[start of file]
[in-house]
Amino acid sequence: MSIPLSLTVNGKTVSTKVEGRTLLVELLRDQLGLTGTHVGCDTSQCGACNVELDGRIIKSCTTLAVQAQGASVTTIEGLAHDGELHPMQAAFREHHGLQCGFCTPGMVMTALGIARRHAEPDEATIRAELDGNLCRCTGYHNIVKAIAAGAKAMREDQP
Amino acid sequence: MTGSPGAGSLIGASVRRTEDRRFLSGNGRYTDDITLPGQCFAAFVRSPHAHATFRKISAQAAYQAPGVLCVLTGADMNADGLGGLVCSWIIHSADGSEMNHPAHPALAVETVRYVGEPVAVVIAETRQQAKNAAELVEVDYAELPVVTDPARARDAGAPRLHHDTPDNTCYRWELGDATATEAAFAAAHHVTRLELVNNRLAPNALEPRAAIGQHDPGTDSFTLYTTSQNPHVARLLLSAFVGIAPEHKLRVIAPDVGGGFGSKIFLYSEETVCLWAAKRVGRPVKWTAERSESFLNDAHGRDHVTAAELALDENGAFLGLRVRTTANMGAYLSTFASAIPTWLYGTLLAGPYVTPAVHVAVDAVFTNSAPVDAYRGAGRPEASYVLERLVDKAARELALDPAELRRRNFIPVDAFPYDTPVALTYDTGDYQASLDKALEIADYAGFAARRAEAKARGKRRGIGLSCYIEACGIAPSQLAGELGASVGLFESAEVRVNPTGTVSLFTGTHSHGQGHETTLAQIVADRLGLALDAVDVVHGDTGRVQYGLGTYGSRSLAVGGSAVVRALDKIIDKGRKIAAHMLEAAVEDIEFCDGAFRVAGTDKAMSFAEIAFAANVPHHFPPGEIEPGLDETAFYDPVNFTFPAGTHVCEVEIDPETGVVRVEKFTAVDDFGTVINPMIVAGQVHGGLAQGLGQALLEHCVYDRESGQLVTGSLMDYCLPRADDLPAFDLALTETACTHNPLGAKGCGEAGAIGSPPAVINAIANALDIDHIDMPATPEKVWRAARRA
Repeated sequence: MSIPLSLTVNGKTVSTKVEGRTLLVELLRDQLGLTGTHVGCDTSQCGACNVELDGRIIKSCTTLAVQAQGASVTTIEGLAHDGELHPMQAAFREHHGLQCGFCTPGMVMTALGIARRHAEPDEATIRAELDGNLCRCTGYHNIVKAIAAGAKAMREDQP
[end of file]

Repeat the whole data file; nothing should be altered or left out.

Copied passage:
[in-house]
Amino acid sequence: MSIPLSLTVNGKTVSTKVEGRTLLVELLRDQLGLTGTHVGCDTSQCGACNVELDGRIIKSCTTLAVQAQGASVTTIEGLAHDGELHPMQAAFREHHGLQCGFCTPGMVMTALGIARRHAEPDEATIRAELDGNLCRCTGYHNIVKAIAAGAKAMREDQP
Amino acid sequence: MTGSPGAGSLIGASVRRTEDRRFLSGNGRYTDDITLPGQCFAAFVRSPHAHATFRKISAQAAYQAPGVLCVLTGADMNADGLGGLVCSWIIHSADGSEMNHPAHPALAVETVRYVGEPVAVVIAETRQQAKNAAELVEVDYAELPVVTDPARARDAGAPRLHHDTPDNTCYRWELGDATATEAAFAAAHHVTRLELVNNRLAPNALEPRAAIGQHDPGTDSFTLYTTSQNPHVARLLLSAFVGIAPEHKLRVIAPDVGGGFGSKIFLYSEETVCLWAAKRVGRPVKWTAERSESFLNDAHGRDHVTAAELALDENGAFLGLRVRTTANMGAYLSTFASAIPTWLYGTLLAGPYVTPAVHVAVDAVFTNSAPVDAYRGAGRPEASYVLERLVDKAARELALDPAELRRRNFIPVDAFPYDTPVALTYDTGDYQASLDKALEIADYAGFAARRAEAKARGKRRGIGLSCYIEACGIAPSQLAGELGASVGLFESAEVRVNPTGTVSLFTGTHSHGQGHETTLAQIVADRLGLALDAVDVVHGDTGRVQYGLGTYGSRSLAVGGSAVVRALDKIIDKGRKIAAHMLEAAVEDIEFCDGAFRVAGTDKAMSFAEIAFAANVPHHFPPGEIEPGLDETAFYDPVNFTFPAGTHVCEVEIDPETGVVRVEKFTAVDDFGTVINPMIVAGQVHGGLAQGLGQALLEHCVYDRESGQLVTGSLMDYCLPRADDLPAFDLALTETACTHNPLGAKGCGEAGAIGSPPAVINAIANALDIDHIDMPATPEKVWRAARRA
Repeated sequence: MSIPLSLTVNGKTVSTKVEGRTLLVELLRDQLGLTGTHVGCDTSQCGACNVELDGRIIKSCTTLAVQAQGASVTTIEGLAHDGELHPMQAAFREHHGLQCGFCTPGMVMTALGIARRHAEPDEATIRAELDGNLCRCTGYHNIVKAIAAGAKAMREDQP